The Breaking News Stories (cont - 4)

Ruben’s statement about a disparaging news story did not shock Larvell as much as Ruben bursting in his room. He was expecting the negative fallout. It was only a matter of time before it got out. So he took the news calmer than expected. “What a surprise. You mean the momentum is not building.” Larvell felt a certain bit of satisfaction the interview did not turn out as well as Ruben had hoped.

Ruben collapsed in an aluminum chair not built to hold a person of his weight. It buckled to hold his massive frame. “She edited her interview with him and it is just horrible. It makes him out to be a pornography lover, pervert and very anti-American. Why would she do something like that? She promised she would help build his career, not destroy it.”

Larvell was pretty sure the chair would not hold Rueben if he sat in it much longer. Unlike Baltimore, where he had an office to accommodate couches and sofas, the Florida office was much smaller and more spartan to save on costs. He could only offer aluminum folding chairs for guests to sit in. Larvell was seated in the only chair of any substance placed safely behind his desk. He had purchased it with his own money.

“Because that is what builds her success.” Larvell felt bad to be feeling so good about Ruben’s distress. After all, any bad story on Jason would negatively impact the Orioles as well. Rigo had already warned him about some of the topics Kevin had told him were discussed. They were already prepared to send out a response if the interview turned negative to spin it around.

“Well, we have got to do something.” Ruben had tears dropping down his cheek, mixing in with the sweat dripping from his forehead.

“Other than sell bobbleheads.”

Ruben shot a glare over to Larvell. “This is serious,” The moisture from his sweat mixed with tears began rolling to the edge of his multiple chins.

Rigo’s fingers were dancing along his cell phone, his eyes focused on the screen. “I got an email from the embassy in China from the person who issued Jason a visa. She has given me a link to the newscast. Unfortunately, the newscast is in Mandarin so we would need it to be interpreted. She also indicates that in light of what has been reported we may want to hold off pitching Jason in a game until the facts can get clarified. They may have to revoke his visa if some of what she says is accurate.”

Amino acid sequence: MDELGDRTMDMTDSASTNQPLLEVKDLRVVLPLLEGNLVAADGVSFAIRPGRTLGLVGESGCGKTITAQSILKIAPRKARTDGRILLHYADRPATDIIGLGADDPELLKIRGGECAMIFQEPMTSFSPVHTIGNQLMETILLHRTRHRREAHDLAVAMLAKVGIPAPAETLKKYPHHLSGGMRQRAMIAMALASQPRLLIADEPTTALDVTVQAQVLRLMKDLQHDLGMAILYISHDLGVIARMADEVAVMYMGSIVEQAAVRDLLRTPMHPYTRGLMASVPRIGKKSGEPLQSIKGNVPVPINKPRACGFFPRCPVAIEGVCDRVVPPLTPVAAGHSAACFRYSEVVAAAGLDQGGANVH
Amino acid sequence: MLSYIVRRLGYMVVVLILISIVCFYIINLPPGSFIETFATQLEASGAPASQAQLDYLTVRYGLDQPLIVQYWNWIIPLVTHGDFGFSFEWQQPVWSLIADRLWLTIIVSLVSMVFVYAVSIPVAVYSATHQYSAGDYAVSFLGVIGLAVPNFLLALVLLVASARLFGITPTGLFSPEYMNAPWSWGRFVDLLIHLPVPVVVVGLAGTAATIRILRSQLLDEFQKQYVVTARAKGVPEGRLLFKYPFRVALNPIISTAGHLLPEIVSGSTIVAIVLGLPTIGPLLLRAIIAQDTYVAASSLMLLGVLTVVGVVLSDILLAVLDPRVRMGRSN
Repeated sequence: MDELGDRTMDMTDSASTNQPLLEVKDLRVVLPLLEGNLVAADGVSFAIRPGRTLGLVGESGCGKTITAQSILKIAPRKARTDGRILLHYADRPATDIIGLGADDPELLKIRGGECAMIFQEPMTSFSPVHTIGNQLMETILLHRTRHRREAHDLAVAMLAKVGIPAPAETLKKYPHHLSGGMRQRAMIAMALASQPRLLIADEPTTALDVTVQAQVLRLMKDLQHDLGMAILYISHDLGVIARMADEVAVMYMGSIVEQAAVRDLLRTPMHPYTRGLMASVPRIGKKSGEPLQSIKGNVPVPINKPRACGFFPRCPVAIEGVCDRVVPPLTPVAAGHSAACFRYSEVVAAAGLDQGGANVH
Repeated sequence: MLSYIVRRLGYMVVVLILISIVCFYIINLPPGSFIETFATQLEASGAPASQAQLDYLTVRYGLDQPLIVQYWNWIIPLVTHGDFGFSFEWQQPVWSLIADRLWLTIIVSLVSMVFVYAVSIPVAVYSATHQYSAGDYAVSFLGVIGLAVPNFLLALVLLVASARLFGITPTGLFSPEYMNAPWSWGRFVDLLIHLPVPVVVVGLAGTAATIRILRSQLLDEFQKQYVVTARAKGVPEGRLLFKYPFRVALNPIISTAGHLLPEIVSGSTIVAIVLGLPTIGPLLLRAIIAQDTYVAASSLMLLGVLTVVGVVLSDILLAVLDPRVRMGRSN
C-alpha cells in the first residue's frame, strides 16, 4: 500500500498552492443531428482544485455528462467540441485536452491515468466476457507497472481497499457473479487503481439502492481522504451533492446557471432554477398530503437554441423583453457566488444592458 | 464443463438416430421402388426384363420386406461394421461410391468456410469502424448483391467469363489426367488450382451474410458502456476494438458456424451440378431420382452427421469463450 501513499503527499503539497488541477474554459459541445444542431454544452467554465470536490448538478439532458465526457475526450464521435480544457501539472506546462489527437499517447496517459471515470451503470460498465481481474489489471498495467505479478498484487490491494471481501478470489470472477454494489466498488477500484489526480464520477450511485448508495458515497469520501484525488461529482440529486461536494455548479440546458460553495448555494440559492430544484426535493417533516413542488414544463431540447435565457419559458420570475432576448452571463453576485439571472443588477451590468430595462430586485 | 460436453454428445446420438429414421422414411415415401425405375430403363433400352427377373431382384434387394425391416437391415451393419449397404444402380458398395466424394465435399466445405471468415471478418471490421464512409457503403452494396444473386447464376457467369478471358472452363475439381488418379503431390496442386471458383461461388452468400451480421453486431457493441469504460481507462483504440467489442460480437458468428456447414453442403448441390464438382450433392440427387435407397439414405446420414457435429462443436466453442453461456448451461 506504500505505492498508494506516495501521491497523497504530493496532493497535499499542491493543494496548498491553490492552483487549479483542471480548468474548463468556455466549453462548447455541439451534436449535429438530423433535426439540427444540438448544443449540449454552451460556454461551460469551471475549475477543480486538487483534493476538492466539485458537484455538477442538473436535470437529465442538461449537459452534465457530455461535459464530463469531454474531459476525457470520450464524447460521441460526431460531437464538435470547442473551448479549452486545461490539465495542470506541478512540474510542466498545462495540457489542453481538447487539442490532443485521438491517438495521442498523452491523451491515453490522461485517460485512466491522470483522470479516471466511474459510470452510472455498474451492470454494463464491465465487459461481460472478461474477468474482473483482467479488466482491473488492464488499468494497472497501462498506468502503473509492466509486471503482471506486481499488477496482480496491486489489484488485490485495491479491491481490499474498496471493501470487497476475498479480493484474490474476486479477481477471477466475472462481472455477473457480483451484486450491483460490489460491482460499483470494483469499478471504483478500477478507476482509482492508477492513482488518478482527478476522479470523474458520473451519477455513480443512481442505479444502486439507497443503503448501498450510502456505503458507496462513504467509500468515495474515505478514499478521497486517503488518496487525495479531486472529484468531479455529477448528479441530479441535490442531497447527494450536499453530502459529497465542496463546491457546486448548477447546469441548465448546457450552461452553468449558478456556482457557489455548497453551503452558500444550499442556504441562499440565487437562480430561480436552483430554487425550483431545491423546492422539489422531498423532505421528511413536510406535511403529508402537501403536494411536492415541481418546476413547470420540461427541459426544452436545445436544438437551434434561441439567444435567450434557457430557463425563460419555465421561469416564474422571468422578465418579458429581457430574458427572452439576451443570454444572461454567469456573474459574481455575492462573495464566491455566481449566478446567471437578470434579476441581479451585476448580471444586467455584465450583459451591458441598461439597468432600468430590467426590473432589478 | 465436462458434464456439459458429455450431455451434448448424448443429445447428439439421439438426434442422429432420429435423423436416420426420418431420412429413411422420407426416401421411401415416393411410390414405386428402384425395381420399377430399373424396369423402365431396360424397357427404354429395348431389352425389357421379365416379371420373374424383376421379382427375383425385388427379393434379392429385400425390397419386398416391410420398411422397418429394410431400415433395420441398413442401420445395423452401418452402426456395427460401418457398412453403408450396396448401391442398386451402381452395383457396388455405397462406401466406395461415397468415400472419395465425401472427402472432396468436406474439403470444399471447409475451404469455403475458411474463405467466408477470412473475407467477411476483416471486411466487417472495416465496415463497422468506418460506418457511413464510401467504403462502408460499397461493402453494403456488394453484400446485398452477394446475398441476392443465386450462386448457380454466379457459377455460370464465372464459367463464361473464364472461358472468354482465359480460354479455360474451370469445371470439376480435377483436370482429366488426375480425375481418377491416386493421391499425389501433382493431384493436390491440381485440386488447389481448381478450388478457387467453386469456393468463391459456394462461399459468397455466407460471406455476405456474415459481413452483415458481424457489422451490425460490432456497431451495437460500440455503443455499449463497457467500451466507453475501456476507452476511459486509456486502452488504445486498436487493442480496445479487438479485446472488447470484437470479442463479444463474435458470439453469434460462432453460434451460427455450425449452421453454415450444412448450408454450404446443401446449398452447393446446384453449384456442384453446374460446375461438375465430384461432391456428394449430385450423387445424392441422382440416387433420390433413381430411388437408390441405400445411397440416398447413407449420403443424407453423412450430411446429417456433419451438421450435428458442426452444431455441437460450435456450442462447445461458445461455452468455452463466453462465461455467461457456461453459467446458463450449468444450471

“Oh no!” Ruben cried out in horror. “I didn’t think it was this bad.” Just as he finished his sentence the aluminum chair he was sitting on could no longer hold his weight and collapsed, one of the legs snapping in two, sending Ruben crashing to the floor.

Moose and Larvell jumped out of their chairs to help Rueben up from the floor but he waved them away. “Leave me here”, he growled at them from the floor. “I’m hyper ventilating. I need to lie down anyway.”

“Do we need to call an ambulance?” Larvell asked.

“No. Just let me lie here awhile. I need to de-stress.” It was probably best they didn’t have to try to pick him up. A few hernias may have resulted, depending on how many of them it took to haul Rueben up.

Rueben lay on his back on the floor, his hands over his face. He was trying to control his breathing. “This is just horrible.”

Moose and Larvell returned to their chairs. Pablo and Rigo never moved from theirs. It was probably best he did his sniveling on the floor. There were no other chairs he could sit in that could hold his weight, except for Larvell’s and he was not about to offer his.

Larvell took out the remote control, aimed it towards a television hanging from a corner of the room. He clicked it to one of the sports stations. It didn’t take long for Kathy’s story to be picked up by the American press. They showed Kathy Li trying to talk to an older white haired gentleman in a dilapidated house, but he refused to talk to her.

“That’s John,” Pablo commented over the sportscast. “He doesn’t look too good.”

The video showed the legendary concrete wall Jason had thrown at. It had crumbled to the ground, now just broken pieces of scattered concrete. Kathy stood in front of this crumbled concrete. Her face was stern. You couldn’t hear her voice because the sports cast had another voice translate over hers. “A check of the business records for this address does not show any permit to run an adoption agency.” The camera moved from her to a dilapidated building with chipping paint, boards placed over the window spaces in place of glass and a porch caved in and eaten away by vegetation. It had the appearance of an abandoned facility, except for the old man raving like a lunatic behind Kathy, throwing whatever he could find on the ground at her.

“A search of hospital records in the province for anyone named Xiang-Deng Woo, which is the official name the Orioles have on file for Jason Woo finds no record of anyone born in the province under that name. There are no hospital records for anyone with a last name of Woo. This reporter has also completed an exhaustive search of all the school records in the province and has come up empty trying to find any student who ever attended classes with a name of Xiang-Deng Woo. We are trying to get an explanation for this from John, who appears to live at what appears to be an abandoned facility, but as you can see, he is not cooperating.” Just as she made that comment a rock whizzed past her, making a loud noise in the background.

There was a pause after Kathy Li’s report ended, returning back to the original reporter breaking the story. This gave one of the ESPN announcers an opportunity to jab a comment. “What is she trying to say then? He has to be from somewhere. He just didn’t drop from the sky.”

The reporter did not address his comment but continued with a clip from the interview Kathy Li conducted with Jason Woo, translated to English in its entirety.

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